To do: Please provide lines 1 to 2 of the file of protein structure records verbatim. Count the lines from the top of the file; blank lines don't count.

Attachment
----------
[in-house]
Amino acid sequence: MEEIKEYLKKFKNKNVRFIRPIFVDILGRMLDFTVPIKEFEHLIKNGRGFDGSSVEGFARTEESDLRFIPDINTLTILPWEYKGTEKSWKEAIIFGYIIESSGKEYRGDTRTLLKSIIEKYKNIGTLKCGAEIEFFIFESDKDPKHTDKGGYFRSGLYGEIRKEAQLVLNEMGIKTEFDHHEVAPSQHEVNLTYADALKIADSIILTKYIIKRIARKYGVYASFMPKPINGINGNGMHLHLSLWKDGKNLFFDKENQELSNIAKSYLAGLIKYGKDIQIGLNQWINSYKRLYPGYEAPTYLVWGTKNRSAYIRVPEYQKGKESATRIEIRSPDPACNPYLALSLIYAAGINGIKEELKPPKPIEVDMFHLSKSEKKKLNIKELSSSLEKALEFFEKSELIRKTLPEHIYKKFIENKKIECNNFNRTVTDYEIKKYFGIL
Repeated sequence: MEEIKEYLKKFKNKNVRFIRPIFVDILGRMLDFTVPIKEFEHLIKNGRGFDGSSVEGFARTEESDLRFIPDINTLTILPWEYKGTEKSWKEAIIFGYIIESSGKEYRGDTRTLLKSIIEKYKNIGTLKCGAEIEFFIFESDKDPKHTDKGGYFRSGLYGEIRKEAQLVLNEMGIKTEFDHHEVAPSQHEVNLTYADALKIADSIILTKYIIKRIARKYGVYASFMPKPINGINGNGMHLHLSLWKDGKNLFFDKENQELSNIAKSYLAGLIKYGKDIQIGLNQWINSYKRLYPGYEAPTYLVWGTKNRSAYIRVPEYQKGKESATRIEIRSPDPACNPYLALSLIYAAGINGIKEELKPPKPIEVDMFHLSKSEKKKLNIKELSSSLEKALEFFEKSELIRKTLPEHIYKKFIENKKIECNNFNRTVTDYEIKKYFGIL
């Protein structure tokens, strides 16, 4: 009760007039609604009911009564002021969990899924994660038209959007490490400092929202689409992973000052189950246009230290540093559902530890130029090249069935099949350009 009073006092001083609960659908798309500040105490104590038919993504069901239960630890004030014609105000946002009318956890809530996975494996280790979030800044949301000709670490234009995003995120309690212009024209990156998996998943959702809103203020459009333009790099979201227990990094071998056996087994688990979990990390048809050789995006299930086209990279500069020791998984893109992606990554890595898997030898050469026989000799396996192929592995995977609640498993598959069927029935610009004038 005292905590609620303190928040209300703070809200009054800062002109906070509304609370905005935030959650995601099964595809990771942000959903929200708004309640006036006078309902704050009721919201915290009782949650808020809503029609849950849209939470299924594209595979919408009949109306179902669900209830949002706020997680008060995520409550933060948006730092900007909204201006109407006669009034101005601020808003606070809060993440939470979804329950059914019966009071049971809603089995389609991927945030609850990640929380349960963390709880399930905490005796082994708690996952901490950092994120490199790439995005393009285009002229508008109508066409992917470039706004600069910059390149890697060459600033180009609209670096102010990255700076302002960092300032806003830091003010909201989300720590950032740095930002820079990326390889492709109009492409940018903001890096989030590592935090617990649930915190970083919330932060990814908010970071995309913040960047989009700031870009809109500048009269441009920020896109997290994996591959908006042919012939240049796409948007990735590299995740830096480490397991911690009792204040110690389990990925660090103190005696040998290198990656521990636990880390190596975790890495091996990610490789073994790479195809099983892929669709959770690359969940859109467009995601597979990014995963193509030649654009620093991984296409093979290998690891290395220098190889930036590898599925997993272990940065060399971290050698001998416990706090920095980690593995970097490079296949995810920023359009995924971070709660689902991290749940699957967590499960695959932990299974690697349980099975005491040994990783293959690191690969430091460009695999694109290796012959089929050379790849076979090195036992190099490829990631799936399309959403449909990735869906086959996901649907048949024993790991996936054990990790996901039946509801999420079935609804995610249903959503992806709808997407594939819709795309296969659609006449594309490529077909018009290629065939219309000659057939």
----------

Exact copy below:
[in-house]
Amino acid sequence: MEEIKEYLKKFKNKNVRFIRPIFVDILGRMLDFTVPIKEFEHLIKNGRGFDGSSVEGFARTEESDLRFIPDINTLTILPWEYKGTEKSWKEAIIFGYIIESSGKEYRGDTRTLLKSIIEKYKNIGTLKCGAEIEFFIFESDKDPKHTDKGGYFRSGLYGEIRKEAQLVLNEMGIKTEFDHHEVAPSQHEVNLTYADALKIADSIILTKYIIKRIARKYGVYASFMPKPINGINGNGMHLHLSLWKDGKNLFFDKENQELSNIAKSYLAGLIKYGKDIQIGLNQWINSYKRLYPGYEAPTYLVWGTKNRSAYIRVPEYQKGKESATRIEIRSPDPACNPYLALSLIYAAGINGIKEELKPPKPIEVDMFHLSKSEKKKLNIKELSSSLEKALEFFEKSELIRKTLPEHIYKKFIENKKIECNNFNRTVTDYEIKKYFGIL